A Book Review on Still Honking: More Scenes from Malaysian Life

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Alexander Lim reviews  Lydia Teh’s third book; Still Honking: More Scenes from Malaysian Life.

Expats aren’t the only ones occasionally bemused, befuddled, and bewildered by the day-today idiosyncrasies of Malaysian living. Malaysians themselves often feel much the same, as evidenced by the collection of bite-sized anecdotes Klang-born author Lydia Teh has assembled in her light-hearted book, Still Honking: More Scenes from Malaysian Life.

In the book, written in a wry, almost Erma Bombeck-style narrative, author and The Sun newspaper columnist Teh holds the baffling nature of life in Malaysia up to a mirror as perhaps only a local can. Her witty anecdotes – never bitter, but rather full of humour – capture the essence of daily living in this country we call home. Over seven years have passed since Teh penned her well-received and award-winning Honk! If You’re Malaysian book – which followed up on her initial collection of observations, Life’s Like That: Scenes from Malaysian Life – but she laughably laments that in the intervening years, very little has changed, perhaps despite some
fervent hopes to the contrary.

Chapters are dedicated to such prized topics as the Malaysian versions of maintenance (or the lack thereof), service (or the absence thereof), and the curious nature of Manglish. Naturally, no book about Malaysian life would be complete without a nod to food (and the Hobbit-like frequency with which Malaysians eat) and driving. Think it’s just expats who get exasperated by the antics of motorcyclists? Think again. Teh’s “Ten Commandments for Motorcyclists” are something many of us will want to pass along to every rider we encounter on the road!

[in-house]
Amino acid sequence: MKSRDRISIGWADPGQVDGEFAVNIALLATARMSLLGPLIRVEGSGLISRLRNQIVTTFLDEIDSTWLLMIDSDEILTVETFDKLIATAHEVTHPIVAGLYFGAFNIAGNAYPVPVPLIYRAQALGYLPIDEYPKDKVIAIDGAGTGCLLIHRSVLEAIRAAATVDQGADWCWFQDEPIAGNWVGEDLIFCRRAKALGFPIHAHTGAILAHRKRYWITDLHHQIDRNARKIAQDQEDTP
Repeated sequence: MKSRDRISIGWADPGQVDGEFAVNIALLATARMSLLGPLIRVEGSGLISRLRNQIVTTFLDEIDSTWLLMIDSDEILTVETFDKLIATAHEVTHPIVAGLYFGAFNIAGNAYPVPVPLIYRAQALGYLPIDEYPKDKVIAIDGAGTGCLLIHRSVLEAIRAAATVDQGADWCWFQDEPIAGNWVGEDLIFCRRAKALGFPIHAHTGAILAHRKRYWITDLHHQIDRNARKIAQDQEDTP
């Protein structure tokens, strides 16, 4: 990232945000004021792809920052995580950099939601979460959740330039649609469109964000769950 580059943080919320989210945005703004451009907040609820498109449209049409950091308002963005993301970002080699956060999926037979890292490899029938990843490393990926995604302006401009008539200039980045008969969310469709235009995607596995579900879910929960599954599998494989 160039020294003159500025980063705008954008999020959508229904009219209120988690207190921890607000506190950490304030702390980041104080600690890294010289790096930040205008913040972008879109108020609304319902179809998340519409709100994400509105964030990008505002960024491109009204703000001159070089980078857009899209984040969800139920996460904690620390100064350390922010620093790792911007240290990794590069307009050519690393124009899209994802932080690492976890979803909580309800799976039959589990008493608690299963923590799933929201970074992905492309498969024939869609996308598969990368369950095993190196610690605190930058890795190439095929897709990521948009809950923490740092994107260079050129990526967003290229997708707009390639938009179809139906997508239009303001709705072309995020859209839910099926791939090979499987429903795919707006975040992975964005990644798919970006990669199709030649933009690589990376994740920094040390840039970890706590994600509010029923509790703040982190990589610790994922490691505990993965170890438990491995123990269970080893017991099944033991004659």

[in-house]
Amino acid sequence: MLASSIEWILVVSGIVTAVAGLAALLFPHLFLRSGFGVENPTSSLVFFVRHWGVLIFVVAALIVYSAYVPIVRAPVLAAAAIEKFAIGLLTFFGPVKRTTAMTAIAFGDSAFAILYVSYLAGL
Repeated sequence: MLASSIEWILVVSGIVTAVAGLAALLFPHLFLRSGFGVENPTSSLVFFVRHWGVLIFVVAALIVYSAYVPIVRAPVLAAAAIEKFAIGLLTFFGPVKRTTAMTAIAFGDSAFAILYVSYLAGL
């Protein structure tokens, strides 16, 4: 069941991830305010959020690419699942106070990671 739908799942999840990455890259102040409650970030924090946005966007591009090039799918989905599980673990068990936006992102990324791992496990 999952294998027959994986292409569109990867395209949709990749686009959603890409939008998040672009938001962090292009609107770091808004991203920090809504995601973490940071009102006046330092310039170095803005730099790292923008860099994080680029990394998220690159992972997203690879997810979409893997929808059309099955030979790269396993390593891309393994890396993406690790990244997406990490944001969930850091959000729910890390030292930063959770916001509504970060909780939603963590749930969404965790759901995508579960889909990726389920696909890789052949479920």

The witty stories Teh presents are entertaining, insightful, and even informative. Follow the chronology of a typical piece of world-class infrastructure via a series of acronyms. Pick up some ideas on how to deal with pesky sparrows, handling garbage can theft, saving electricity, and even promoting your book – should you decide to write one. Find out what you can use instead of a warning triangle when your car breaks down on the highway. Get acquainted with some common archetypes of salespeople,
queue-jumpers, “actors” and people who stare into mirrors – have you encountered one or more of these in your time in Malaysia? Also, learn how to get your fussy children to take their medicine, brush their teeth, and eat their vegetables – maybe.

Closer to home, you’ll learn why a beloved pet’s demise made the author swear off roti canai for a while, laugh at her anxiety over her teens taking the wheel, and gawk at what happened when actor Phua Chu Kang a.k.a. Gurmit Singh and Company arrived at her sister’s place for a location shoot. True-blue Malaysians and foreigners alike will still recognise the characters and situations in these snippets of what happens in the average (and not-so-average) Malaysian backyard and laugh (or maybe cry) at memories of something similar. Some might be sad at the realisation that little has changed in this multicultural peculiarity of a nation, but others, perhaps, wouldn’t want it any other way.

Still Honking: More Scenes from Malaysian Life from MPH Publishing is available at bookstores in Malaysia, and the author’s website can be found at www.lydiateh.com.

Read This: Book Review: Malaysian Tapas by Audrey Lim

Source: The Expat Magazine March 2015

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